Three cheeses, three meats, three beers, and a hundred different opinions: this was the beer and food pairing segment of Sophie Atherton’s talk on the role of the Beer Sommelier at the 2013 European Beer Bloggers Conference in Edinburgh. Taste is a very subjective matter, but some matches are clearer than others. That certainly came though during the evening dinner hosted by Fyne Ales and Williams Bros, where we enjoyed a traditional Scottish starter of haggis, neeps and tatties alongside Fraoch Heather Ale.
Heather Ale is a beer I’ve had a few times, and one I neither like or dislike. I accept it’s a pleasant beer and I know it wants to be my friend, but it’s just a bit too weird for me to comfortably hang around with. Haggis and I get on famously, but what I didn’t know was that Heather Ale and Haggis are also friends.
So, there I was, enjoying the good company of Haggis, when Heather Ale showed up. However, it was a totally different animal. It was sparking off Haggis, who just got Heather Ale’s weird sense of humour, and even though they had their own witty banter going on they were keen to get me involved. We were having a great time and then, all too quickly, Haggis had to go. Suddenly, Heather Ale became dull and slightly weird again.
The connection between a traditional Scottish dish and a beer based on an old Scottish recipe seems obvious in hindsight but ultimately someone took the time to devise a menu where those two would be presented side by side. This is, in part, the role of the Beer Sommelier – to help us make great beer and food combinations, leading to an improved eating and drinking experience.
Here in the UK, the Beer Academy, part of the Institute of Brewing and Distilling, is responsible for accrediting Beer Sommeliers. With more Beer Sommeliers available to advise pubs and restaurants in making delicious food and beer pairings, through educating the chefs and barstaff or actively devising menus, we could enhance what makes Britain great – our pub and beer culture. The problem, however, is that beer needs to be approachable and it must remain in the hands of the many. The term Sommelier doesn’t encourage this. It conjures up images of wine snobs sipping their drinks and prodding hors d’oeuvres with silver cutlery. When beer is such a deep-rooted British institution, why do we turn to the world of wine for help with naming our beer champions?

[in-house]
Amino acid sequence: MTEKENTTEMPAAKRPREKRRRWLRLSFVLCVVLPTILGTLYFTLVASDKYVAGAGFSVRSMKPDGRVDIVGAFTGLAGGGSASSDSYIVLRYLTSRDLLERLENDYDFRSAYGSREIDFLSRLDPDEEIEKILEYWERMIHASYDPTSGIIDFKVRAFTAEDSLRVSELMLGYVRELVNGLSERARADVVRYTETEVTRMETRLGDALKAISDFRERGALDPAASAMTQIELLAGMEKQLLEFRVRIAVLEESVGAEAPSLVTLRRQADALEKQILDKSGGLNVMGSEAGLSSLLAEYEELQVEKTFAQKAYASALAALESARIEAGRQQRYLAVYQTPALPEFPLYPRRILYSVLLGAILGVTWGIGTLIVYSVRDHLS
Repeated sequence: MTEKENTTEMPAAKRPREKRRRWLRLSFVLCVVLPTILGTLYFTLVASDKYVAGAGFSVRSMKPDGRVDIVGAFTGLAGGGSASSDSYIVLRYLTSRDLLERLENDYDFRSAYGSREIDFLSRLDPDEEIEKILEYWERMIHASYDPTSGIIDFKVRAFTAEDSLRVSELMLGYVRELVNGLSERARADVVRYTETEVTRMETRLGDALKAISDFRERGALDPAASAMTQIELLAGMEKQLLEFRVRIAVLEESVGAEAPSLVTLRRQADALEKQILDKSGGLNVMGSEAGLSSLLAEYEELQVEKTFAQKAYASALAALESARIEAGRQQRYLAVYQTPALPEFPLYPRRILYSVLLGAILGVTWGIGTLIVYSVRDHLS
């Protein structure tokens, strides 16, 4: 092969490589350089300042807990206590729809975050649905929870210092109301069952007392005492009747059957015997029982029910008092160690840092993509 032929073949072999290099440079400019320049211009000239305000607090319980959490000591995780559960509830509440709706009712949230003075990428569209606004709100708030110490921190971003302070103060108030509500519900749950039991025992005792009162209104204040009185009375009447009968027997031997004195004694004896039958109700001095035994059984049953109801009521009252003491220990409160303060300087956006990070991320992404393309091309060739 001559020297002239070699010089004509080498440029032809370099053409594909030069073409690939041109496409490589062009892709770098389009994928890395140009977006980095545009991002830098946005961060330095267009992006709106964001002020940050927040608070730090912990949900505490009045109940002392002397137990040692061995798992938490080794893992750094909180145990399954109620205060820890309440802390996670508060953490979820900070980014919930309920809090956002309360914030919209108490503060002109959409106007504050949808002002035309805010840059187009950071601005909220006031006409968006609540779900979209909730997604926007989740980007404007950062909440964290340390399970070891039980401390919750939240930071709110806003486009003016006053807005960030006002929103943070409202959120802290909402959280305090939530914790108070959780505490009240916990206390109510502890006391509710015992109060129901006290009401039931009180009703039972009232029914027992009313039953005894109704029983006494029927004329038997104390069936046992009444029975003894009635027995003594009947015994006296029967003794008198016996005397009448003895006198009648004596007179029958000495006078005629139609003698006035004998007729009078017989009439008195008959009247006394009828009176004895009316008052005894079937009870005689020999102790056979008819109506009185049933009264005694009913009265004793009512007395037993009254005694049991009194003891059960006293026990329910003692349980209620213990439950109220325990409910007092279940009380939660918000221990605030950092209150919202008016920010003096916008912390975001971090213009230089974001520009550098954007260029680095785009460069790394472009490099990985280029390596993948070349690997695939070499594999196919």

We need a new term, one that rolls off the tongue more gracefully than Sommelier, something that any pub-goer or barman would be comfortable saying without feeling a bit sheepish about the whole thing. In the States, for example, they have the term Cicerone. The Cicerone Certification Program in America, founded by Ray Daniels, acknowledges that the term Beer Sommelier is inadequate for the rich and complex world of beer, and adopted the old English word. By adopted I mean aggressively trademarked, so it’s unlikely to be a term anyone else can use.
If there was an obvious replacement for Sommelier, this blog post would be redundant, and sadly I’m not smart or egotistical enough to say I have a surefire solution right here and right now. All I can do is start the ball rolling, and see if anything develops:
Beerster: Immediately unpretentious in its simplicity, the term also links back to traditional beer-linked roles such as maltster and Brewster; however, it doesn’t have a brilliant ring to it, and sounds a bit like the dreaded hipster word.
Beer Ambassador: This has great authority and a touch of class, but it requires the qualifying prefix of “beer” to support it. A single word would carry more credibility.
Beerista: Admittedly not my suggestion (heard at the EBBC conference, though I forget who said it); not too dissimilar from Beerster, but with a more confident sound and veers away from being mistaken for hipster in the process, but it suffers from association with the world of coffee. If we aren’t accepting Beer Sommelier for being too closely linked to the world of wine, how can we justifiably accept Beerista?
What are your thoughts? Are you a Beer Sommelier or Cicerone? Are you a bit embarrassed by your title, or are you hopping mad that I even dare suggest we change it? Perhaps you’re thinking of becoming one; if so, do you like the term, or would you be prouder if you could call yourself something else? Either way, I’m curious to know.